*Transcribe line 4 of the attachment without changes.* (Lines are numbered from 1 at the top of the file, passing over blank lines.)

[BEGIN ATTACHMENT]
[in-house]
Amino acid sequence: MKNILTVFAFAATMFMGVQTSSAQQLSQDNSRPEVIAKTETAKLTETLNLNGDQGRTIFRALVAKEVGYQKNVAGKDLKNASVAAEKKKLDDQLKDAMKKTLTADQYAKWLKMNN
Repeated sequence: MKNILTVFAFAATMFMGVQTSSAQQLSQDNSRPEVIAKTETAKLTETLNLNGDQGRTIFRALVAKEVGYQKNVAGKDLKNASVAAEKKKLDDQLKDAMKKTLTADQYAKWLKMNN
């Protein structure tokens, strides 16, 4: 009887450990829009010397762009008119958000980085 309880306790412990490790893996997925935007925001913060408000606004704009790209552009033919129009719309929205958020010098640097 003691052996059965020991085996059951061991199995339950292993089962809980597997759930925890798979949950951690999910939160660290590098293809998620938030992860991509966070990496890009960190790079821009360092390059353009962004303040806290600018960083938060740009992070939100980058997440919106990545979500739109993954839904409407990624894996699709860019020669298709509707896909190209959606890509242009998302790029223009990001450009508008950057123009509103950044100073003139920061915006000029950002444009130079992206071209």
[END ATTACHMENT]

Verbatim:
């Protein structure tokens, strides 16, 4: 009887450990829009010397762009008119958000980085 309880306790412990490790893996997925935007925001913060408000606004704009790209552009033919129009719309929205958020010098640097 003691052996059965020991085996059951061991199995339950292993089962809980597997759930925890798979949950951690999910939160660290590098293809998620938030992860991509966070990496890009960190790079821009360092390059353009962004303040806290600018960083938060740009992070939100980058997440919106990545979500739109993954839904409407990624894996699709860019020669298709509707896909190209959606890509242009998302790029223009990001450009508008950057123009509103950044100073003139920061915006000029950002444009130079992206071209």